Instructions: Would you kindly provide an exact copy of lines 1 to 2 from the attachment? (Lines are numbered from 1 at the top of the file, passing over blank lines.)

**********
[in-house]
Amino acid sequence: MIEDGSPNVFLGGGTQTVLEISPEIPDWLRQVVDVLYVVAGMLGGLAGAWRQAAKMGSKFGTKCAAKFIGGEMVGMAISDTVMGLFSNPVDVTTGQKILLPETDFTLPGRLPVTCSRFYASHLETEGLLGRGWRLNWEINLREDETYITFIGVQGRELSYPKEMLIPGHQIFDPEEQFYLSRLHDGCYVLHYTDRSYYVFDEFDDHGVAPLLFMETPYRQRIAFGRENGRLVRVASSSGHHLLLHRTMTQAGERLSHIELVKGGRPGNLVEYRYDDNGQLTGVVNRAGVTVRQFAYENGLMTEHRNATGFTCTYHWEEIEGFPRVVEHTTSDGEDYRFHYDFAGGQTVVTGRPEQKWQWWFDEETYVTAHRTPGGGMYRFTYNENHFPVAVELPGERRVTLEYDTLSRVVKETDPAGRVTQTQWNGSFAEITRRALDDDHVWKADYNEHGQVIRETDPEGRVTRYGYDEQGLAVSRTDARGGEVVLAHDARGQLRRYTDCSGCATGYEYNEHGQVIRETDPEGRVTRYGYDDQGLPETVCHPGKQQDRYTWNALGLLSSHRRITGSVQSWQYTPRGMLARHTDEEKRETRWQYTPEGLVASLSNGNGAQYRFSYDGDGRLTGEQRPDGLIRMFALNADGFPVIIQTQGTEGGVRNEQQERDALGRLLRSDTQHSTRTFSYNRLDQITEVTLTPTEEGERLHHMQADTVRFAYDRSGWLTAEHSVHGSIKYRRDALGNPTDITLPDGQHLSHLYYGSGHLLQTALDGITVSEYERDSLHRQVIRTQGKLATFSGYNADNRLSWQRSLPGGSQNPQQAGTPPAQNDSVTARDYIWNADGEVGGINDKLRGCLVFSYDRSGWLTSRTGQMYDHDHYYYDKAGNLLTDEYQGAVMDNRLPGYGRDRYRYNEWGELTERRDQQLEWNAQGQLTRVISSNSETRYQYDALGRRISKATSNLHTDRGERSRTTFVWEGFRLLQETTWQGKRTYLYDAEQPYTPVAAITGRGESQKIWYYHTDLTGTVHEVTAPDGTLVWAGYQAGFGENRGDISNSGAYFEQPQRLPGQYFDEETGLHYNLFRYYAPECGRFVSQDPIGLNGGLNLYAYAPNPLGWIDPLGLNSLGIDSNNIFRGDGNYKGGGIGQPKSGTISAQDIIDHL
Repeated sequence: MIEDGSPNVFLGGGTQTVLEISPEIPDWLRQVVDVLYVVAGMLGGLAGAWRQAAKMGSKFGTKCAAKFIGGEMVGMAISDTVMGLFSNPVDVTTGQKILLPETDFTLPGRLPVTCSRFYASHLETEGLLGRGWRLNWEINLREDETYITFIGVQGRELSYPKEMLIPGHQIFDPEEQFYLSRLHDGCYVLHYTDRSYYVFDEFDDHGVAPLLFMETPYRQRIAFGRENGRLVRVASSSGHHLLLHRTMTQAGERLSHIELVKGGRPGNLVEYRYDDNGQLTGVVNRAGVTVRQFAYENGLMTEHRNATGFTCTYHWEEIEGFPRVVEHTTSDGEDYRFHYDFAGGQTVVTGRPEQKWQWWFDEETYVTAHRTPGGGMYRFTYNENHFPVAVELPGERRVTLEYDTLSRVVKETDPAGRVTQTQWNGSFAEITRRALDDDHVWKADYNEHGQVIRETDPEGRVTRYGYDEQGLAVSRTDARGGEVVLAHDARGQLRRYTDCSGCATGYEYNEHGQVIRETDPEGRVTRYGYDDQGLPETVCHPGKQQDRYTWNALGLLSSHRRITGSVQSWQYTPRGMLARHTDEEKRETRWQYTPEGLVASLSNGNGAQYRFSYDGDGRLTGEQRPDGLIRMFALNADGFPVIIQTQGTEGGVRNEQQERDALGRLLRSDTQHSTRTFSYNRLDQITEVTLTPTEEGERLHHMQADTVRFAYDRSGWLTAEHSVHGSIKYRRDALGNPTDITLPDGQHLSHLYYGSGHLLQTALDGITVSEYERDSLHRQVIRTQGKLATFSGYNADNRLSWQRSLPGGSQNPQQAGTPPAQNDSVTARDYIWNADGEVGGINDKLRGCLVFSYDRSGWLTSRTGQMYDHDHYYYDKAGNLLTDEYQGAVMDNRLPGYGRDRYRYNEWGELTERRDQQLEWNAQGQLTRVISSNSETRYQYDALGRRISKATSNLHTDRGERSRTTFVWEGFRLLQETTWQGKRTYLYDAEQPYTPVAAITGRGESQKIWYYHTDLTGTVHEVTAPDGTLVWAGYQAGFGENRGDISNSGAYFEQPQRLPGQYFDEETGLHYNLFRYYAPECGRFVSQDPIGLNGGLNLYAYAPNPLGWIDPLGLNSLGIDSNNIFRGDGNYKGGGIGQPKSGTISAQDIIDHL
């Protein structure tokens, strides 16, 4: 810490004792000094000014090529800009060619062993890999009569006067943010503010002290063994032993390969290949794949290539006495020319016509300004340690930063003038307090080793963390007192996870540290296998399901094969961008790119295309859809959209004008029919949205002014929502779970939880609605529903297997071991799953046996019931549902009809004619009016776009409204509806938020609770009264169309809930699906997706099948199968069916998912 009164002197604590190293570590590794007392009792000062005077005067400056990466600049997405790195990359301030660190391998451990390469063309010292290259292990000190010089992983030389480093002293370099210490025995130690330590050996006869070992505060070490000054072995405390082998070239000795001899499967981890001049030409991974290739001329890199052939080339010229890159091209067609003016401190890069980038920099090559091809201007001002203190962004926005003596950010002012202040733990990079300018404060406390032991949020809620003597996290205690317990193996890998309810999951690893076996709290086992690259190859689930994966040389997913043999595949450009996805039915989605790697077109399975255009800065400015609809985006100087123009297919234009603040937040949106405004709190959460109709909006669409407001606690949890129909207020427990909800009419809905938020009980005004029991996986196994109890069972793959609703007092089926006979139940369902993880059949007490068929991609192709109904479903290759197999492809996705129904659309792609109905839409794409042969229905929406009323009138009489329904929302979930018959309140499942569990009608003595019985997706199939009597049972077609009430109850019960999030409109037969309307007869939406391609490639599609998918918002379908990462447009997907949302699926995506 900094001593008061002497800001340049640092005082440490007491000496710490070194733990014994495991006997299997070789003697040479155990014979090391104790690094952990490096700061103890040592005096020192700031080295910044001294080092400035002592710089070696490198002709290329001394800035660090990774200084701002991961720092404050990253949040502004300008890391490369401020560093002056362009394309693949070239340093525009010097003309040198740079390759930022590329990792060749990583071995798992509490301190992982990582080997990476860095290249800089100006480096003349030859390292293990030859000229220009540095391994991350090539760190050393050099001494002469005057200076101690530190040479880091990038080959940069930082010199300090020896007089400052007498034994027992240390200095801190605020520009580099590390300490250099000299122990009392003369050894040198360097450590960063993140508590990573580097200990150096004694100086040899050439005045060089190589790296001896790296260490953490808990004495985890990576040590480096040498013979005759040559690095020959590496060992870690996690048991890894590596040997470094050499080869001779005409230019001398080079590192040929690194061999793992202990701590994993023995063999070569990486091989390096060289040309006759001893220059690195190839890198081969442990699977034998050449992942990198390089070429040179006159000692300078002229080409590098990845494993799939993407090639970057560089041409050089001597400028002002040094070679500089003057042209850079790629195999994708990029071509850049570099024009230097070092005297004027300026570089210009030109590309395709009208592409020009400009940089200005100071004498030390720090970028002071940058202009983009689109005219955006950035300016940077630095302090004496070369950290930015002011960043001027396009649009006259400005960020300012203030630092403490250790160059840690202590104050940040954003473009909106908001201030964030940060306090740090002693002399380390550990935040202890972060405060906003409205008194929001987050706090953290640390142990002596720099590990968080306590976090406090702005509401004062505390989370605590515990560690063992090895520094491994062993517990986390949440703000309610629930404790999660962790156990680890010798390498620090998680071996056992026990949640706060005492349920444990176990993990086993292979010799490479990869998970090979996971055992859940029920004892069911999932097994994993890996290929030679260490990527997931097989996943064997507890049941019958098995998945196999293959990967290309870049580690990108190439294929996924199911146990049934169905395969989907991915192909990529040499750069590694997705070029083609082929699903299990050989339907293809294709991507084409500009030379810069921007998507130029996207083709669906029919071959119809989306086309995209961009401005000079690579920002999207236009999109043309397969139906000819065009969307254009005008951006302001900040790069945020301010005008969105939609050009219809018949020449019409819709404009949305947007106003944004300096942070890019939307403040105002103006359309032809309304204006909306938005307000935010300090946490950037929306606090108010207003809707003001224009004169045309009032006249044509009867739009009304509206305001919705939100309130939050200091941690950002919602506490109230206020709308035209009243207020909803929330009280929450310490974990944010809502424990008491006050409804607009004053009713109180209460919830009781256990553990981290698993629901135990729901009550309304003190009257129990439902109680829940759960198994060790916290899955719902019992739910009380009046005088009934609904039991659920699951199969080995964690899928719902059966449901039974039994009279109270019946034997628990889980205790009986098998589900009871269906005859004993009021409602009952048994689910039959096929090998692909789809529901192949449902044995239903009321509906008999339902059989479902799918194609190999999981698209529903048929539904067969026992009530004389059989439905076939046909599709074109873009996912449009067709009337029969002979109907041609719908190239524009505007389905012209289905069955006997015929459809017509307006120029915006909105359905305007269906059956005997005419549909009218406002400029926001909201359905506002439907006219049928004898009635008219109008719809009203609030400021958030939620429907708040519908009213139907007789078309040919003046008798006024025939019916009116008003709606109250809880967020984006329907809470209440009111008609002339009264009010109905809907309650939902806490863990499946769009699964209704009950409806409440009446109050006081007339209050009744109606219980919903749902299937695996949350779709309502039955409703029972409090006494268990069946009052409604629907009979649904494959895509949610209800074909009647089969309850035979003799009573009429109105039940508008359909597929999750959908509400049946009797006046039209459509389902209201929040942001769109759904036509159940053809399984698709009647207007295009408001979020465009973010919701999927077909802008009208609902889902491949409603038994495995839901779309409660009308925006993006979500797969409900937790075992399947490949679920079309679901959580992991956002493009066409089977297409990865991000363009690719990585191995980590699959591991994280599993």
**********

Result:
[in-house]
Amino acid sequence: MIEDGSPNVFLGGGTQTVLEISPEIPDWLRQVVDVLYVVAGMLGGLAGAWRQAAKMGSKFGTKCAAKFIGGEMVGMAISDTVMGLFSNPVDVTTGQKILLPETDFTLPGRLPVTCSRFYASHLETEGLLGRGWRLNWEINLREDETYITFIGVQGRELSYPKEMLIPGHQIFDPEEQFYLSRLHDGCYVLHYTDRSYYVFDEFDDHGVAPLLFMETPYRQRIAFGRENGRLVRVASSSGHHLLLHRTMTQAGERLSHIELVKGGRPGNLVEYRYDDNGQLTGVVNRAGVTVRQFAYENGLMTEHRNATGFTCTYHWEEIEGFPRVVEHTTSDGEDYRFHYDFAGGQTVVTGRPEQKWQWWFDEETYVTAHRTPGGGMYRFTYNENHFPVAVELPGERRVTLEYDTLSRVVKETDPAGRVTQTQWNGSFAEITRRALDDDHVWKADYNEHGQVIRETDPEGRVTRYGYDEQGLAVSRTDARGGEVVLAHDARGQLRRYTDCSGCATGYEYNEHGQVIRETDPEGRVTRYGYDDQGLPETVCHPGKQQDRYTWNALGLLSSHRRITGSVQSWQYTPRGMLARHTDEEKRETRWQYTPEGLVASLSNGNGAQYRFSYDGDGRLTGEQRPDGLIRMFALNADGFPVIIQTQGTEGGVRNEQQERDALGRLLRSDTQHSTRTFSYNRLDQITEVTLTPTEEGERLHHMQADTVRFAYDRSGWLTAEHSVHGSIKYRRDALGNPTDITLPDGQHLSHLYYGSGHLLQTALDGITVSEYERDSLHRQVIRTQGKLATFSGYNADNRLSWQRSLPGGSQNPQQAGTPPAQNDSVTARDYIWNADGEVGGINDKLRGCLVFSYDRSGWLTSRTGQMYDHDHYYYDKAGNLLTDEYQGAVMDNRLPGYGRDRYRYNEWGELTERRDQQLEWNAQGQLTRVISSNSETRYQYDALGRRISKATSNLHTDRGERSRTTFVWEGFRLLQETTWQGKRTYLYDAEQPYTPVAAITGRGESQKIWYYHTDLTGTVHEVTAPDGTLVWAGYQAGFGENRGDISNSGAYFEQPQRLPGQYFDEETGLHYNLFRYYAPECGRFVSQDPIGLNGGLNLYAYAPNPLGWIDPLGLNSLGIDSNNIFRGDGNYKGGGIGQPKSGTISAQDIIDHL